As you can see, each paper has a score out of 7, and the total number of marks associated with it. “Practical Work” refers to the internal research-based assessment done for the class, something which is a part of the overarching core of the IB’s group 4 subjects, which pushes students to research more in their class with more lab work. 

 

To calculate your final grade out of 7, use the following formula:

(Paper 1 Score + Paper 3 Score + Paper 2 Score + Practical Work Score) / (30 + 35 + 50 +24) * 100

 

This formula will provide a percentage, which can then be compared to the “Final” column in the grade boundaries table. Depending on where the calculated percentage sits on the column, you’d know your score from 1 to 7. Keep in mind to pass a subject, you must get a four. This process is repeated with all six other subjects the student takes, as a part of the overarching grading system in IBDP.

 

Final Tips

 

Exam season is very stressful for students around the world, and especially so for IBDP students. However through stress management and certain tips, you can make the most out of the exams and make them less harsh of an experience! 

 

Spend More Time in the Lab

 

A lot of the group four subjects, or sciences, will ask loads of lab-based questions in the exams, especially paper 3. A deep understanding of scientific techniques and experimentation is beneficial and crucial to success in this exam, so spending more time in the lab is a great way to improve your knowledge!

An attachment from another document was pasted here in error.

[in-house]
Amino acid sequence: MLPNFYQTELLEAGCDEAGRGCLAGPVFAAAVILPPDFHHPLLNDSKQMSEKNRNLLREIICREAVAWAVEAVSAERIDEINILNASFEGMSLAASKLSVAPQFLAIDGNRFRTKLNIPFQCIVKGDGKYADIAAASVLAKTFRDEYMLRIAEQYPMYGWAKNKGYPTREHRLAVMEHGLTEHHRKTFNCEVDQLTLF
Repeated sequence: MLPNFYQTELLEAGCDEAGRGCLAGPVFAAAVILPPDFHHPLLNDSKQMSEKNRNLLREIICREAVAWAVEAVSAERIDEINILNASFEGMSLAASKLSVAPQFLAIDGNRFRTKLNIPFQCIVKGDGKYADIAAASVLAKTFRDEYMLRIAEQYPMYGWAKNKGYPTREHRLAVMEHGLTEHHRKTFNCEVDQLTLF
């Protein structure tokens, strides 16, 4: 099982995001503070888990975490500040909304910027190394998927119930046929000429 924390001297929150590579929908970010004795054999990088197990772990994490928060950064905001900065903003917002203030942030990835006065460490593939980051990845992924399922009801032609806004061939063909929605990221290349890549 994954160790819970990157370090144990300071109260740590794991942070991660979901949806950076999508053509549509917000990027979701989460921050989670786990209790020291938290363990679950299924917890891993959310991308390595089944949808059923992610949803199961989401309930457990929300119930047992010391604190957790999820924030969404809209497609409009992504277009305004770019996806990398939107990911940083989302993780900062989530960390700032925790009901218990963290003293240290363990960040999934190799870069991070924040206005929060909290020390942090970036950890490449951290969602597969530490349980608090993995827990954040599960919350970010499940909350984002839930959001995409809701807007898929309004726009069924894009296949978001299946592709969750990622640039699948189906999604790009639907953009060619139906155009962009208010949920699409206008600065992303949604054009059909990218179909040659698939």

Practice the Exam Without a Calculator

 

While paper 2 and 3 calls for the permission of calculators, try practicing the format/style of these papers without the use of a calculator. Both papers offer a short time limit relative to the number of questions to solve, so using a calculator for small operations can eat away at the time left on your exam! Practicing solving these papers without a calculator will allow you to shave off useful time for your papers, perhaps allowing you to work harder on questions you find more difficult. 

 

How Does the IB Physics SL Exam Affect My College Chances?

 

Most importantly, try and remember your exams aren’t as important to your university admissions as you’d think. Universities care more about the willingness to take difficult courses and show determination to learn, as opposed to scoring high. For a proper, and clear understanding of how your chances of admission into a university might be, try using CollegeVine’s free admissions calculator. This amazing tool uses standardized test scores, your GPA, extracurricular and more to determine your shot of getting into your dream schools!


Short Bio
Varun is a junior at Arizona State University, Tempe. He aims to share his knowledge of college admissions and the IB Diploma Program with high school students. In his free time, he can be found making music or trying a new recipe!